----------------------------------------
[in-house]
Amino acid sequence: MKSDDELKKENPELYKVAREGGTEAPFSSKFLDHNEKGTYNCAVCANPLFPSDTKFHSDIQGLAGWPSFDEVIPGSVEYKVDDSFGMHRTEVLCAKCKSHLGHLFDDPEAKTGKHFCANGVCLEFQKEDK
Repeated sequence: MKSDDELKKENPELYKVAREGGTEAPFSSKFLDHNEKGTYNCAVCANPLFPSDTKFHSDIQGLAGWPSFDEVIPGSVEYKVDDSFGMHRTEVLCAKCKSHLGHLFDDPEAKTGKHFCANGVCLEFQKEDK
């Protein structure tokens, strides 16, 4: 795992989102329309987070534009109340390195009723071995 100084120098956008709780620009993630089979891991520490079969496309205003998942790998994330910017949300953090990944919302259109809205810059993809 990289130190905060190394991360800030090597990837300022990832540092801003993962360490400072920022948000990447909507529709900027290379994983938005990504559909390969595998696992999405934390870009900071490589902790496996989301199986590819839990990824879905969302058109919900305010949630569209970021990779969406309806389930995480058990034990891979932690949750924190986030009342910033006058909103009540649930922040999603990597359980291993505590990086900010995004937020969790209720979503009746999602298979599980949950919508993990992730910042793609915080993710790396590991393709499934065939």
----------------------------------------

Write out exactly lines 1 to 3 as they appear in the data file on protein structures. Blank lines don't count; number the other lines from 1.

[in-house]
Amino acid sequence: MKSDDELKKENPELYKVAREGGTEAPFSSKFLDHNEKGTYNCAVCANPLFPSDTKFHSDIQGLAGWPSFDEVIPGSVEYKVDDSFGMHRTEVLCAKCKSHLGHLFDDPEAKTGKHFCANGVCLEFQKEDK
Repeated sequence: MKSDDELKKENPELYKVAREGGTEAPFSSKFLDHNEKGTYNCAVCANPLFPSDTKFHSDIQGLAGWPSFDEVIPGSVEYKVDDSFGMHRTEVLCAKCKSHLGHLFDDPEAKTGKHFCANGVCLEFQKEDK